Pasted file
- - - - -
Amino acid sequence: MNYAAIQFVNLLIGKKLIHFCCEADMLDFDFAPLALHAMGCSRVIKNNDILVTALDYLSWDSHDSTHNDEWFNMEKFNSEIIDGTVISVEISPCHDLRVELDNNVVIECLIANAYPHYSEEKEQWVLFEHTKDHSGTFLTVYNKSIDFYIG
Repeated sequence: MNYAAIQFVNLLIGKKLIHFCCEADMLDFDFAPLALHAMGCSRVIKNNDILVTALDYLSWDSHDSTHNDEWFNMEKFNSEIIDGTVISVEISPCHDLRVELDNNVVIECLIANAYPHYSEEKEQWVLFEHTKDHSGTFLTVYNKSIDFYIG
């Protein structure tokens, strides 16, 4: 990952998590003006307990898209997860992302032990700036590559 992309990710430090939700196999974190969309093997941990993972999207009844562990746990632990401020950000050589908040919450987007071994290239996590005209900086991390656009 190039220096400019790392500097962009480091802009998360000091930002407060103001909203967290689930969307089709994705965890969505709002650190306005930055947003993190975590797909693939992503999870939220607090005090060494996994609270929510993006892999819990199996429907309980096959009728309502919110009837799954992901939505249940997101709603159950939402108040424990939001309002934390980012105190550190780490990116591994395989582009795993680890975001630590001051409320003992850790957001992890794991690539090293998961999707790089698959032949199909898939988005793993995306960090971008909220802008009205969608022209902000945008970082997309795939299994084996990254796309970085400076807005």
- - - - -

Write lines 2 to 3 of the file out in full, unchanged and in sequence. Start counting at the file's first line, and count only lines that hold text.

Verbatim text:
Repeated sequence: MNYAAIQFVNLLIGKKLIHFCCEADMLDFDFAPLALHAMGCSRVIKNNDILVTALDYLSWDSHDSTHNDEWFNMEKFNSEIIDGTVISVEISPCHDLRVELDNNVVIECLIANAYPHYSEEKEQWVLFEHTKDHSGTFLTVYNKSIDFYIG
């Protein structure tokens, strides 16, 4: 990952998590003006307990898209997860992302032990700036590559 992309990710430090939700196999974190969309093997941990993972999207009844562990746990632990401020950000050589908040919450987007071994290239996590005209900086991390656009 190039220096400019790392500097962009480091802009998360000091930002407060103001909203967290689930969307089709994705965890969505709002650190306005930055947003993190975590797909693939992503999870939220607090005090060494996994609270929510993006892999819990199996429907309980096959009728309502919110009837799954992901939505249940997101709603159950939402108040424990939001309002934390980012105190550190780490990116591994395989582009795993680890975001630590001051409320003992850790957001992890794991690539090293998961999707790089698959032949199909898939988005793993995306960090971008909220802008009205969608022209902000945008970082997309795939299994084996990254796309970085400076807005």